In the past, the best ground-based observations have detected Cepheids in nearby galaxies within 12 million light-years.
However, all galaxies in this region have motions due to gravitational attraction of neighboring galaxies.
In order to study the overall expansion of the universe, it is necessary to reach out to Cepheids in galaxies at least 30 million light-years away.
Until the recent Hubble Space Telescope observations of Cepheids in M100, there were no well-calibrated standard candles observable over this distance. Therefore, astronomers have been using other kinds of objects, called "secondary distance indicators", to probe even deeper into the universe.
Secondary distance indicators, such as planetary nebulae, supernovae, and the brightest stars, are used in galaxies that are so remote that only prominent objects can be discerned. (These secondary indicators are calibrated in nearer galaxies, where distances are known from resident primary distance indicators, before being applied to more remote galaxies).
The galaxies themselves can also be used as secondary distance indicators.
One widely used strategy, the Tully-Fisher method, uses a correlation between the internal motions within galaxies (from radio observations of cold interstellar gas) with their luminosities.
Another method, the Faber-Jackson relation, looks at the random motions of stars in a galaxy obtained from spectroscopic measurements. These relationships are based on the fact that a more massive galaxy would be more luminous, and would rotate faster than a less massive galaxy.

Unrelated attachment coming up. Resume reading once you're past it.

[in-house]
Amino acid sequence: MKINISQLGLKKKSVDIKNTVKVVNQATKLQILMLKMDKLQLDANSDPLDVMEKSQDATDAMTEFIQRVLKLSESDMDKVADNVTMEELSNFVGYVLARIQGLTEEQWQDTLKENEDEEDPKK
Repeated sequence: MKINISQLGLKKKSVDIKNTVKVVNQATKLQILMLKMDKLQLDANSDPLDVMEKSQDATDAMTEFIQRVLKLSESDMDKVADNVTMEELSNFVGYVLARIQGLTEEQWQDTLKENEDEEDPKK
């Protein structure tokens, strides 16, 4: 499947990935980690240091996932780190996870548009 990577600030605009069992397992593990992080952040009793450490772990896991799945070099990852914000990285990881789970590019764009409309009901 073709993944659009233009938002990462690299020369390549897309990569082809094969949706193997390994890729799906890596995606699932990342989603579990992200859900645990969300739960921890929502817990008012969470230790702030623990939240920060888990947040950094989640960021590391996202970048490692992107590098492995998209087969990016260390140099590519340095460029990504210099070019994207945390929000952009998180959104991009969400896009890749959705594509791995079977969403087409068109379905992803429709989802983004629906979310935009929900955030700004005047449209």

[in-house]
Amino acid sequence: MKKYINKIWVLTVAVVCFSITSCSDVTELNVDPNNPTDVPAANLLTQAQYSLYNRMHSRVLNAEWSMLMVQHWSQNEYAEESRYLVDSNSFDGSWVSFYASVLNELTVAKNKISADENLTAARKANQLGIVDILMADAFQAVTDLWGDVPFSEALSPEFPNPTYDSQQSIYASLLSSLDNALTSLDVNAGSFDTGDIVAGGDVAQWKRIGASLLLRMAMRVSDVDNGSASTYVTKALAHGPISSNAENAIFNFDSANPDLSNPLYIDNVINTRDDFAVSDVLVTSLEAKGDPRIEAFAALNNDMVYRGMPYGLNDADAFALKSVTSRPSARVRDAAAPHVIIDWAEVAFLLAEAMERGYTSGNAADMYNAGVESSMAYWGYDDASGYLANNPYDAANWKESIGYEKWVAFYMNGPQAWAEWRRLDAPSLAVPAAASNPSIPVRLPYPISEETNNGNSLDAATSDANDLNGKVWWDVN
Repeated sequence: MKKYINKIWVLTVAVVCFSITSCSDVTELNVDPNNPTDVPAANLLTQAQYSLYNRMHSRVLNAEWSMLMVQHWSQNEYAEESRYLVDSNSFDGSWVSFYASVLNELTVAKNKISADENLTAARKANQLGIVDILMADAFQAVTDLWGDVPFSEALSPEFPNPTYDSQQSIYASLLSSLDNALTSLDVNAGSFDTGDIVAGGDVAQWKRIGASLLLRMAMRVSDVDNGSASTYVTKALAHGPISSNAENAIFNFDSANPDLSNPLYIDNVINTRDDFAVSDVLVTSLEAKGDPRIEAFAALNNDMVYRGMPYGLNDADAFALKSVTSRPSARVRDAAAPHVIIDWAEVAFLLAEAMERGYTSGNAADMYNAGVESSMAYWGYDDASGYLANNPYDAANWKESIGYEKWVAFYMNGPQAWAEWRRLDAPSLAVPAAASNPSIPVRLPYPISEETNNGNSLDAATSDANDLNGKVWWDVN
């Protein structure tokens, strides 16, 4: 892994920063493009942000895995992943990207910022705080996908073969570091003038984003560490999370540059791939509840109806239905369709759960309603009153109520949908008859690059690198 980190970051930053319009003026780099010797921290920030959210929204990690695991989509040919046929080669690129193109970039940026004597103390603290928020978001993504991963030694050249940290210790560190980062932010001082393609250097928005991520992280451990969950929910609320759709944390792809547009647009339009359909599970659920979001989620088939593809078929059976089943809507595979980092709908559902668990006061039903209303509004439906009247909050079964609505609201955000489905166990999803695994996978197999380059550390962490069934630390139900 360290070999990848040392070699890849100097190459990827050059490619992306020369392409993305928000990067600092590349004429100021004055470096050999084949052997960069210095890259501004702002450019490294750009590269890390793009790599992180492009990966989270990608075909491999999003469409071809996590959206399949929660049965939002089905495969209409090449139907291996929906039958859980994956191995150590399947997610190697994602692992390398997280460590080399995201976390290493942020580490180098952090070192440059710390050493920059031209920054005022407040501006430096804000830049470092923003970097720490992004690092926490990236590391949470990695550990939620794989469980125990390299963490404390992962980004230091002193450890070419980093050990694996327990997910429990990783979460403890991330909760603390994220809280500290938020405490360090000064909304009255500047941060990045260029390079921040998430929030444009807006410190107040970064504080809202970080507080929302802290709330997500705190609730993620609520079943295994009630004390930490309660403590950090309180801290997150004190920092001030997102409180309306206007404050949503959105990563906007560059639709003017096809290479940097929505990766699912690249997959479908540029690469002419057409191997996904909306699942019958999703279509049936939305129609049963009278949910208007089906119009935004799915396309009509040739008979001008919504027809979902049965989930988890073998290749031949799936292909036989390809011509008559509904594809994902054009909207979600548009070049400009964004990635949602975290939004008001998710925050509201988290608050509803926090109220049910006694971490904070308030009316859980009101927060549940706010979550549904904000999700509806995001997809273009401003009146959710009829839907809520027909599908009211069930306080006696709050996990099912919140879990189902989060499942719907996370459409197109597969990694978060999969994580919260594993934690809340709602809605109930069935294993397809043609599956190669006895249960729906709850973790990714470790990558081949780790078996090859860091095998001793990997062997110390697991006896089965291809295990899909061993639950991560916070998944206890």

For more information and pictures, link to
Cepheid Variables in M100
(HubbleSite - NewsCenter - Background information)
For more information, link to
HST findings shed new light on the fate of the Cosmos
(in the Web site of Science@NASA).
Recent investigations have found that the expansion rate of the cosmos
began speeding up about five to six billion years ago.
See ARVAL - Hubble Finds Evidence for Dark Energy in the Young Universe.
Hubble Stretches Stellar Tape Measure 10 Times Farther into Space
April 10, 2014:
Astronomers continue refining the precision of distance measurement techniques to better understand the dimensions of the universe. Calculating the age of the universe, its expansion rate, and the nature of dark energy all depend on the precise distance measurements to stars and galaxies.
Nobel Laureate Adam Riess of the Space Telescope Science Institute (STScI) and the Johns Hopkins University in Baltimore, Md., in collaboration with Stefano Casertano of STScI, developed an ingenious technique to use Hubble to make measurements as fine as five-billionths of a degree on the sky.
Riess imagined that if Hubble could take numerous exposures of a target star quickly, he could combine the data to measure extremely small angles on the sky. But rather than taking multiple exposures, Riess had the stars trail across Hubble's imaging detector to leave linear streaks.
For more information, link to Hubble Stretches Stellar Tape Measure 10 Times Farther into Space
(HubbleSite - NewsCenter - Background information)
Updated: November 19 '06, April 11 '14, June 21 '14